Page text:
The main advantages of the inventive device are as follows: the ability to carry out logical operations and computations with optical impulses and to effect storage in a multi-level mode; the ability to control various functions of the optical processor using parameters determined by the dependent relationship i=f(I) and desirably subordinated to electric control via the electrodes of the device; the manner by which input optical signals are introduced into the phase modulator of the optical transistor avoids the strict coincidence of optical signal frequencies and tuning frequencies of optical transistor; a high amplification factor (above 40 dB), high responsivity, and suppression of non-regular fluctuations are achieved; full accessibility and four optical outputs; and the ability to commutate or switch optical signals with amplification.

While the present invention has been described with respect to certain preferred embodiments only, other modifications and variations may be made without departing from the scope of the present invention as set forth in the following claims.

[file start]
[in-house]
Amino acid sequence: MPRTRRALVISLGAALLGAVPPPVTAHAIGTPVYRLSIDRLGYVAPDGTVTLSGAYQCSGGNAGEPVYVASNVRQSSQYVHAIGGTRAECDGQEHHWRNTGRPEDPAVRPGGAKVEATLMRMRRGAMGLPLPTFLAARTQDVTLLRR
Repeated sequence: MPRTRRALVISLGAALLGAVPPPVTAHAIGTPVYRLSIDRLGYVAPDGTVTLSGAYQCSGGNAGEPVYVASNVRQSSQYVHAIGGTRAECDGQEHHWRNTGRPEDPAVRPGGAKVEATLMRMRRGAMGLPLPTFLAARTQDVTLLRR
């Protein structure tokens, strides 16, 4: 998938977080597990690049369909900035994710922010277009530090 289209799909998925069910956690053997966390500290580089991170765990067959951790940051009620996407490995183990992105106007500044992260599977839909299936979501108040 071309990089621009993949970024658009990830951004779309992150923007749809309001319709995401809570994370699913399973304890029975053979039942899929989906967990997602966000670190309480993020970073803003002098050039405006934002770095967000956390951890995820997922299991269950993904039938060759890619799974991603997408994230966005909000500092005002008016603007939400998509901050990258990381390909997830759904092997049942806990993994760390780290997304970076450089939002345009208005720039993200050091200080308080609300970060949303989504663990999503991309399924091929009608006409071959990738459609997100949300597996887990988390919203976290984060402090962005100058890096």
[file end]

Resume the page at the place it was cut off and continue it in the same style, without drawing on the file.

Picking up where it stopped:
Patent Citations
Cited PatentFiling datePublication dateApplicantTitle
US4546244 *Mar 14, 1984Oct 8, 1985At&T Bell LaboratoriesNonlinear and bistable optical device
US5001523 *Dec 11, 1989Mar 19, 1991Lomashevich Svyatoslav AOptical transistor
Non-Patent Citations
Reference
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3 *Electrically Active Optical Bifurcation: BOA by M. Papychon and Am. Roy Applied Physics Letters, vol. 31, No. 4, 15 Aug. 1977.
4 *High Gain Signal Amplification In An InSb Transphasor at 77 K by F. A. P. Tooley; S. D. Smith, and C. T. Seaton, Appl. Phys. Lett. 43(9), 1 Nov. 1983.
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Classifications
U.S. Classification372/92, 372/21, 372/94, 372/64, 372/26
International ClassificationG02B6/12, G02F3/02, H01S5/10, H01S5/026, G02F3/00, G02F1/35, H01L31/00
Cooperative ClassificationH01S5/0265, G02F3/00, H01S5/1071, H01S5/1032, G02B6/12004, H01S5/026
European ClassificationH01S5/026, G02F3/00, H01S5/10F2, G02B6/12D
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Nov 16, 1994ASAssignment
Owner name: SAMSUNG ELECTRONICS CO., LTD., KOREA, REPUBLIC OF